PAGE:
People who are homeless have often been born into poverty (including people are second and third generation homelessness). Many suffer from serious health conditions, especially serious mental illness or substance abuse addictions. Education levels are lower and many lack high-level job skills.
Many have experienced multiple traumas—e.g., rape, physical abuse, death of a parent during childhood, disasters, and more—across their lives. They often don’t have close family. Some have made bad choices (at some point in life, haven’t we all?) and most have had bad luck.
And yet those characterizations are only part of the picture.
From nearly 40 years of working with hundreds of homeless clients, many with mental health and substance abuse problems, I know that homeless people are also individuals of strengths, worth, and resilience.
When treated with compassion and dignity, when served with understanding and patience, when offered resources and assistance, the vast majority of homeless people are eventually able to live healthier, happier lives as housed members of the community—and often with new, wiser perspectives.
Adam is one example of a person who dramatically changed from his previous homeless life, which was characterized by panhandling, sleeping in abandoned buildings, and attempting suicide at the command of schizophrenic voices. With the assertive community treatment mental health program, he was able over time to maintain a stable apartment, engage in volunteer work, and actively participate in a neighborhood church while dreaming of making even greater contributions to the lives of others. He was grateful for his services even as he urged others to also become “strong.” “That’s something everybody should understand, because we all only get one chance,” he said, “and we got to make the best of that, because if we don’t, what are we going to be?”
Another individual, Ann, lost her job of 18 years after she developed severe paranoid and delusional symptoms. She was unable to recognize her symptoms as mental illness and became suspicious and withdrawn. Eventually, she ran through her savings, lost her apartment, and became homeless. While homeless, she was sexually assaulted.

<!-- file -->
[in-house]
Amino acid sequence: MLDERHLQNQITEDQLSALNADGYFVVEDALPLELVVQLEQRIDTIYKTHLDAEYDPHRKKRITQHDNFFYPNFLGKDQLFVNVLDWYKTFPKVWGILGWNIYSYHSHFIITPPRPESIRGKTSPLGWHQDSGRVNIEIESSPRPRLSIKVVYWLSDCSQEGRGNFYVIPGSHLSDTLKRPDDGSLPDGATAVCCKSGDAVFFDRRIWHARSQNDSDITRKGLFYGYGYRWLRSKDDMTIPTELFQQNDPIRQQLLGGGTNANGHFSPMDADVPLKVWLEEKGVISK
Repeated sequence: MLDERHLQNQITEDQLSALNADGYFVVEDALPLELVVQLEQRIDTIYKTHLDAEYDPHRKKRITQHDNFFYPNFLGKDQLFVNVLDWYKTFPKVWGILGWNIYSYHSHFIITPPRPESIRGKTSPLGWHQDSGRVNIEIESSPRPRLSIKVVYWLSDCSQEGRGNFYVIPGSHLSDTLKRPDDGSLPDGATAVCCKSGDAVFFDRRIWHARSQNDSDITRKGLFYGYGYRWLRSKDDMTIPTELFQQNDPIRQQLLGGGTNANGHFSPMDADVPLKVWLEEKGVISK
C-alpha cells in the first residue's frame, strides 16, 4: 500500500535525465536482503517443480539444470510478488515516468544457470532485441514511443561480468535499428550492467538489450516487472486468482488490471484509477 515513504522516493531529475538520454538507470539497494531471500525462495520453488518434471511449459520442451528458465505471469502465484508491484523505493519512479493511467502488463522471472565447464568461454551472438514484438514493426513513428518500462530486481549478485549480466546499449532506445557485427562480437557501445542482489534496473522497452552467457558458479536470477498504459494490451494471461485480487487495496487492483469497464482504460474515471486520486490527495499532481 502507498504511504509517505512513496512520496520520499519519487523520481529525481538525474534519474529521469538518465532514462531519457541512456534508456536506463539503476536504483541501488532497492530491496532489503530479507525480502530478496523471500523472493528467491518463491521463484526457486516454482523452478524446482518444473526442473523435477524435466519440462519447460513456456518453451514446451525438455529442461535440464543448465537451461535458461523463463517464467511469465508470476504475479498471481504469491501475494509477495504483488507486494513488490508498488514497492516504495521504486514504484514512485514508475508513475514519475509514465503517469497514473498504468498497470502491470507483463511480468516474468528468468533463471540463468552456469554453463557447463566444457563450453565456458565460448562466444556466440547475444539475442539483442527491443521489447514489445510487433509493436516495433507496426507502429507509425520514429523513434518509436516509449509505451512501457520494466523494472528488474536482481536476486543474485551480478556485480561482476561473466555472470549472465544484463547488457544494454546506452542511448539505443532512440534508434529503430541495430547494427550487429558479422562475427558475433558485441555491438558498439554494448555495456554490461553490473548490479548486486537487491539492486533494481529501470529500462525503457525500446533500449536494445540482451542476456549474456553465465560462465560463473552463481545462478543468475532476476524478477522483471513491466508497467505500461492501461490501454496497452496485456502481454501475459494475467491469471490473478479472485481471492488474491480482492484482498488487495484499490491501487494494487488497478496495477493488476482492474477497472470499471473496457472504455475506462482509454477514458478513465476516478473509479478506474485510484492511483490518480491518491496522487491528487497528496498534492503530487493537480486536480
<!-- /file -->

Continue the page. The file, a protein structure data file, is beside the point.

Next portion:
Ann initially refused help from anyone. But outreach workers continued to engage Ann, consistently offering help as well as friendship. After gaining her trust, the outreach workers helped her to obtain psychiatric medication, housing resources, and ongoing support services, and she was again able to live in her own apartment and to develop new friendships. For the first time in years, she felt good about herself, and planned to return to work or to volunteer activities.
Most telling, however, was the outlook on life that she developed. “Being homeless has given me a better perspective,” she said, reflecting back on her experiences. “It’s not just about how much money you have in a bank account, it’s about being open and caring.”
A Matter of Perspective and Values
Ultimately, the third and biggest reason that homelessness persists despite our ability to end it with affordable housing and effective services involves our perspective and values.
We are a nation of millions of good people, but we often act indifferent to the problem of people living and dying homeless.
Perhaps this is because too often we see homeless people as undeserving or a nuisance, instead of people of worth and potential.
Worst of all, we tend to act as if the homeless are so different from us, almost as if they were something less than full-fledged members of the human family. (Given a slightly different strand of DNA, one major life crisis, a bit of bad luck, it might be . . . There But for the Grace of God Go I.)
But we can choose a different perspective.
An important alternative comes from Chief Seattle who had the foresight to say to the U.S. government in his 1854 response to their treaty offer:
“We are all brothers after all.”
Chief Seattle was right.
We are all brothers and sisters.
We are all interconnected members of the human family.
And for a multitude of reasons, including religious beliefs (something especially relevant at Christmastime, given the values of Jesus), and for simple reasons of respecting our shared humanity, shouldn’t we treat all of our brothers and sisters with love and kindness?
Lead photo by Nick Fewings, Unsplash.com